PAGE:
Promoting Community Health and Education: A Conversation with Christopher King
By Lily Odenwelder (H'26)
On Tuesday, April 4, 2023, our Conversations in Health: Global to Local class had the privilege of speaking with Christopher King, dean of Georgetown University School of Health. As a School of Health student myself (H‘26), I greatly enjoyed this meeting with Dean King and was excited to know more about his plans for the School of Health and the experience he brings to this role.
Dean King has a background in community health and education, and he especially has a passion for combining the two as a lifelong health educator. Dean King’s career has also taken the shape of organizational leadership and strategic management, which will both surely serve him well in his new role as dean.
Another major aspect of Dean King’s background and career is his focus on working toward health equity. He believes that health is more than just our ability to provide medical care: we must think holistically and operate on the larger scale that is public health.
To follow this passion, Dean King has worked for a Federally Qualified Health Center (FQHC), which are institutions that provide primary care services regardless of insurance or citizenship status, and he has spent hours writing grants and strategizing to make his workplaces more equitable. For example, one of his grants had the goal of increasing the representation of the Spanish-speaking population coming in for care.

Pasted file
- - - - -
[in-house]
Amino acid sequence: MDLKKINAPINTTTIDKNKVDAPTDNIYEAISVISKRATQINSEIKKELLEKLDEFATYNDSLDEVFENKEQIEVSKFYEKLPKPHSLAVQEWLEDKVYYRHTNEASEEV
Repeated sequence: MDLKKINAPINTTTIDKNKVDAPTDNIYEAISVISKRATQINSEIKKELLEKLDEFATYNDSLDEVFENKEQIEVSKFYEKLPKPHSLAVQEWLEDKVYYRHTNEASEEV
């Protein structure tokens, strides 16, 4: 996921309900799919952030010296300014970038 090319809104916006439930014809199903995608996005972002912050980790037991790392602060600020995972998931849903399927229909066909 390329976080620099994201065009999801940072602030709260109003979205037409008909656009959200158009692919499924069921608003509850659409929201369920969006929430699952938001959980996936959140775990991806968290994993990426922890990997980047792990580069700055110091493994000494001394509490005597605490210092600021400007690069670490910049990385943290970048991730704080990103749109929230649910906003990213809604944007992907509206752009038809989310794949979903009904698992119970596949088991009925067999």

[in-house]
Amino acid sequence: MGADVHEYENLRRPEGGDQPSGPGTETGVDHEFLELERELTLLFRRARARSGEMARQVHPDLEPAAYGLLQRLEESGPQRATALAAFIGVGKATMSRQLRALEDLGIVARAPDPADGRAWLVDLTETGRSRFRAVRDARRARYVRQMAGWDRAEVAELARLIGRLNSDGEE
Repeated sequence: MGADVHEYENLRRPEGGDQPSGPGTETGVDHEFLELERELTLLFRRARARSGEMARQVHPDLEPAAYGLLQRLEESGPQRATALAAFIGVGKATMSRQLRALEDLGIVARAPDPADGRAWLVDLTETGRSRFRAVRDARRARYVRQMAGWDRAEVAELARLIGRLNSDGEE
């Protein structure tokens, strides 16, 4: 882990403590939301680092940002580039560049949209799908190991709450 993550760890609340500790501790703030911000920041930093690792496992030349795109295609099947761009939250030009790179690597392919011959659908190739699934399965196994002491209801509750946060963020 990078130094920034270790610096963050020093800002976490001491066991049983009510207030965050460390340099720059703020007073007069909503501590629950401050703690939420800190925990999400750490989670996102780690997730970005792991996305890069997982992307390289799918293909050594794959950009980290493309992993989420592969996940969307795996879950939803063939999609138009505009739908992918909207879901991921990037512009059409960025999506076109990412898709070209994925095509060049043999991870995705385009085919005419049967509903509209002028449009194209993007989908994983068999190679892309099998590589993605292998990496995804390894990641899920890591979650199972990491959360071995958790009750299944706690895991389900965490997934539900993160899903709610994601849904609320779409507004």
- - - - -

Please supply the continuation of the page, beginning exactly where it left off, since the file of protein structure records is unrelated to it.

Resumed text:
Dean King is an advocate for partnering with the communities being served by having open communication with community leaders, shifting the power to give more back to the community, practicing humility, etc. As the service providers, hospitals and other health institutions must be very aware of the socioeconomic state of the communities they serve and the way that this status leads into the inequitable social determinants of health that negatively affect their health outcomes.
In particular, Dean King has done a lot of research on structural racism being a root cause of health disparity, and the importance of open discussion of this and the other forms of racism that affect the health care system. One way that Dean King mentioned we can have an environment that constructively confronts this is by educating the next generation of medical professionals and re-educating the current generations of medical professionals that race is a social construct, that we need to build strong foundations of trust and respect (which have been nonexistent for centuries) with marginalized communities, that there are a plethora of disparities resulting from inequitable conditions, etc.
Dean King argues that we need “atonement in policy and practice” for the disparities and inequities that we have continued to ignore or perpetuate in our health care system. He suggests that we can work toward this goal by performing comprehensive racial equity audits and investing in local communities. It is insufficient to just look at the numbers: we must dig deeper to discover the root causes of disparities so that we may begin to eliminate them.
One last message of Dean King’s that I particularly loved hearing about was that we can’t be resistant to change in the education sphere. Change is always coming and always necessary in our system, so we must embrace it, and I can’t wait to see how Dean King does exactly that for the School of Health in the coming years.
Lily Odenwelder (H'26) is an undergraduate student at Georgetown University studying global health. She is a student in the Conversations in Health: Global to Local course.